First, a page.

if I had to do a flat rate for a motion grfx spot, I would bid it with the thought of it taking maybe two full builds. In case the client goes way of course and requests major changes. You tell them you will do version 1 and apply any changes "if needed' for a version 2. If more changes come after that, the client needs to know up front the flat rate will end and additional costs will now be required. You have to cap them off from experimenting to hell.
[Roman55] "My client asked me give him a flat rate for 15 sec Motion Graphic Spot. Something like bumper or intro.
What should I charge him for that kind of things? I understand that all depends on complexity of content. I need just rough figures. Minimum and maximum. Some numbers to start with.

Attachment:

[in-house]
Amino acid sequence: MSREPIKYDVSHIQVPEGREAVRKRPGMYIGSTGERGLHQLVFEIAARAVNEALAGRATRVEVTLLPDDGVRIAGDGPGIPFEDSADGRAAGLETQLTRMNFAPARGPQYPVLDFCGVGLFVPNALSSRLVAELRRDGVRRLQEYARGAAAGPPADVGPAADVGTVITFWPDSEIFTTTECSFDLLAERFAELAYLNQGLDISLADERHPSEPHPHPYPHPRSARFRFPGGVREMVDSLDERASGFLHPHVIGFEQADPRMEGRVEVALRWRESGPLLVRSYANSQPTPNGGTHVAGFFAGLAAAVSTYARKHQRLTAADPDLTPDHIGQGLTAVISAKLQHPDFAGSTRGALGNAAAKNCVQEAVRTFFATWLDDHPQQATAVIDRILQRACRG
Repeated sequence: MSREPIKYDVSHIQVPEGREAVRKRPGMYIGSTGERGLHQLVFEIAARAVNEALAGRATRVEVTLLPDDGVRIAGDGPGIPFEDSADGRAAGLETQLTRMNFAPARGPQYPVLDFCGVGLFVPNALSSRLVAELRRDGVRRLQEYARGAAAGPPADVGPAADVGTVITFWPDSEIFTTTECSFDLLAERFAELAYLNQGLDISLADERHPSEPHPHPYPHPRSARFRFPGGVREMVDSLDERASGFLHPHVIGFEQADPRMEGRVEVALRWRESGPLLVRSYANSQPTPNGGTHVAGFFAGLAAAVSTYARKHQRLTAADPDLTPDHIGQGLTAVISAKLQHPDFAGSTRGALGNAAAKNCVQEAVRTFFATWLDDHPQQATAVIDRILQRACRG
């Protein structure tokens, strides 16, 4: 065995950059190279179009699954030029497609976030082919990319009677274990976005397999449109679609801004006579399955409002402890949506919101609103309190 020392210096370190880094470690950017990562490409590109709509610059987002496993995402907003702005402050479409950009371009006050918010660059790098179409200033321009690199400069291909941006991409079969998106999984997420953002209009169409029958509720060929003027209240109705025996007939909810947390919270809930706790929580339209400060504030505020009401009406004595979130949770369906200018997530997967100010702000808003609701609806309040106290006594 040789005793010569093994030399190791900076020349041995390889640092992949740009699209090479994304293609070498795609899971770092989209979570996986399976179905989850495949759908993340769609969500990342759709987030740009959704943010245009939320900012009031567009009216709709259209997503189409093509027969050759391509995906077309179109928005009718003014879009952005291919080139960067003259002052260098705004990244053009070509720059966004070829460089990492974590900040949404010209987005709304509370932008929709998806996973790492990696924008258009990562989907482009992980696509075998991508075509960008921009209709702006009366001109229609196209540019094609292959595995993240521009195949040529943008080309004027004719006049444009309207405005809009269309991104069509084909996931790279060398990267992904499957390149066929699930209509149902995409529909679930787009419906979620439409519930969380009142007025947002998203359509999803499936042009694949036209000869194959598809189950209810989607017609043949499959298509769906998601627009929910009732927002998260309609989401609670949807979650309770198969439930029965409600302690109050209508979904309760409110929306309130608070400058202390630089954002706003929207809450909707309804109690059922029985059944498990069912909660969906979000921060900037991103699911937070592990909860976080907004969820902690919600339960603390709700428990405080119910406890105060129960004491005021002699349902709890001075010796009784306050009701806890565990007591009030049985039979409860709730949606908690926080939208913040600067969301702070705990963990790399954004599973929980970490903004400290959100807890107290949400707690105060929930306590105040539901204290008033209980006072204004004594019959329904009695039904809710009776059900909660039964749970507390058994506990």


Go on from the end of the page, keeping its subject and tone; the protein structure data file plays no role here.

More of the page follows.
Thanks a lot!"
I can't give you numbers because I have no idea what your skill level is or what exactly you're creating.
But I can tell you that whenever I work on a flat rate, it always includes the amount of hours or the amount of work this flat rate covers.
To make it simple, let's say I charge $100 per hour and I estimate that the job will take 20 hours. So that job would cost $2000 based on the hours worked. I give the producer a quote and say a flat rate will be $1750 but that includes 20 total hours of work. If the job takes me more than 20 hours due to changes by the client or additional elements, then the client will be billed an additional $100/hour for every extra hour.
This gives you a "safety" in case your client is one of those who changes their mind constantly or they drag their feet in getting you the elements you need to work.
Flat rate are nice for the clients when budgeting, but you always have to protect yourself in case of long overruns.
Walter Biscardi, Jr.
HD Editorial & Animation for Broadcast and independent productions.